With the release of the new Disney Editions book, “The Disney Monorail: Imagineering a Highway in the Sky,” Disneyland Resort Ambassador Justin Rapp recently had the chance to talk with two of the book’s creators, Jeff Kurtti and Paul Wolski. In the interview captured below, they gave Justin an insider’s view of the content and the context of the book, and offered a behind-the-scenes look at how it came about.
JUSTIN: I’ll start with the first step of the creative journey— How did you approach this subject as you started this project?
JEFF: The challenge, as it typically is with Disney titles, is to create a story with sufficient depth and authority or new ideas or materials to appeal to a Disney fan, but also to not leave a reader who is fresh to Disney intimidated or feeling baffled. In the books I’ve done, that’s the balance for—and a reflection of—the breadth of the Disney audience. I’m not terribly interested in statistics and data as much as I am in telling a story.
JUSTIN: That brings up an interesting point, I think. Why is the monorail so associated with Disney?
PAUL: In a way, the Monorail symbolizes Walt’s spirit of exploration, discovery and possibility—and Disney fans connect to those feelings. Disney has always treated the Monorail as a transportation and an attraction, and the story is always futuristic, optimistic—that very “Walt” idea of “progress.” A sleek and silent train of the future that you can ride today…
JUSTIN: We’ve had a Monorail operating at Disneyland for over 50 years. What was your first knowledge or experience of a Monorail growing up?
PAUL: Growing up in Florida, I knew of only “one Monorail,” and was not really aware of the evolution of the tech or of Walt’s deep commitment to it. I also knew superficially that many versions had evolved over the years, but in the book we feature a fun visual spread showing all seven “Mark” series Monorails, and include their years of operation, color schemes and notable physical features. It’s great to view and compare them in one layout.
JUSTIN: What was the origin of your story? Was this an idea that you and your co-authors brought to the table, or something else?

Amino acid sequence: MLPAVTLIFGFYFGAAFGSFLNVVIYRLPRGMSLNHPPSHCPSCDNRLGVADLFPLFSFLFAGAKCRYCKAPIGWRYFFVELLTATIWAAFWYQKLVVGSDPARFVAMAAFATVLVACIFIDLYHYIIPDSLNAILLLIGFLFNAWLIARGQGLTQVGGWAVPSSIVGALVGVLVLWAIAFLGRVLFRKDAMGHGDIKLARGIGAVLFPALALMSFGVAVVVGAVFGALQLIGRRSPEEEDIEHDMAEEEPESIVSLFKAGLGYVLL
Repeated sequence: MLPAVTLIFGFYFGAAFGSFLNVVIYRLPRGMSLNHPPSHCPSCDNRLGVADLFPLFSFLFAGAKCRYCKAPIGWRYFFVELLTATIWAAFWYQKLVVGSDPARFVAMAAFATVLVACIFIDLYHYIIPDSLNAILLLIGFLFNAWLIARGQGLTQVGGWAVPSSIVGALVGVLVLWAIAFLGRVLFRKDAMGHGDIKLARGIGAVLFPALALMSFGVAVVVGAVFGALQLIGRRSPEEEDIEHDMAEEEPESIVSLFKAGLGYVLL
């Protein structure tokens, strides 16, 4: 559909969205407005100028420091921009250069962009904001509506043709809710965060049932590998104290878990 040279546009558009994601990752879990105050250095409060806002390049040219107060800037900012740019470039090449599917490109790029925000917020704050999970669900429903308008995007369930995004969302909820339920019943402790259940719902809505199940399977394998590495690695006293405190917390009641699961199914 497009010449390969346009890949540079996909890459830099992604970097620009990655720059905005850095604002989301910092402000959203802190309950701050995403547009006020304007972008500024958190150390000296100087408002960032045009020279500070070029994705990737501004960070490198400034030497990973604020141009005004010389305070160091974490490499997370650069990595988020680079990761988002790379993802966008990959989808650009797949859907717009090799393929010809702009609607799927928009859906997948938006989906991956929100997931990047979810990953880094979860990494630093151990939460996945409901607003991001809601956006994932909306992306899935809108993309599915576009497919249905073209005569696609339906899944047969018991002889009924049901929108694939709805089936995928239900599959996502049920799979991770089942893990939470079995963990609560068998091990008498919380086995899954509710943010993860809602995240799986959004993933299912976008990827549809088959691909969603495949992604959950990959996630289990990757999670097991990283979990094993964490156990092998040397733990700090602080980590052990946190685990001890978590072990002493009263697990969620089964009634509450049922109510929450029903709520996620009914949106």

JEFF: We work a lot with a wonderful editor named Jennifer Eastwood, and she called one day with that “headline concept” for a book: “The Disney Monorail.” Like so many of us who are fans at heart, she remembered her childhood family vacations to Walt Disney World, and was lucky to have stayed at Disney’s Contemporary Resort almost every summer. So in Jen’s fond recollections, the Disney Monorail has a deep resonance and meaning. I think she knew a lot of other Disney fans feel that way too!
I couldn’t imagine a book that I knew would be so reliant on the collections at Walt Disney Imagineering without Vanessa Hunt as a collaborator, so I pitched that she co-author with me. Vanessa is not just deeply familiar with the Walt Disney Imagineering Art Collection; she has an aficionado’s understanding of the cultural meaning in the works—she’s a big enough fan to know what will be of the most interest. Her personal talents and art and collections experience combine for not just a skill with using the visuals to support and to advance storytelling, it’s given her a deep conscience about protecting the artists and artistic intent, and really protecting the quality of image reproduction.
Looking at how the visuals were assembling, I asked Paul to join us, and sort of “bring it all together,” which, of course, elevated the whole thing.PAUL: I’ve known Jeff for thirty years, and we’ve been good friends and colleagues, so our views are very simpatico. I was just so inspired by the story and the artwork of Disney’s monorails, and that notion of an “optimistic future,” I thought it would be so rewarding to bring together all the storytelling into a unified visual statement. Working with the vast number of images that Vanessa “curated” like an exhibit designer was a huge benefit to the overall “look” of things.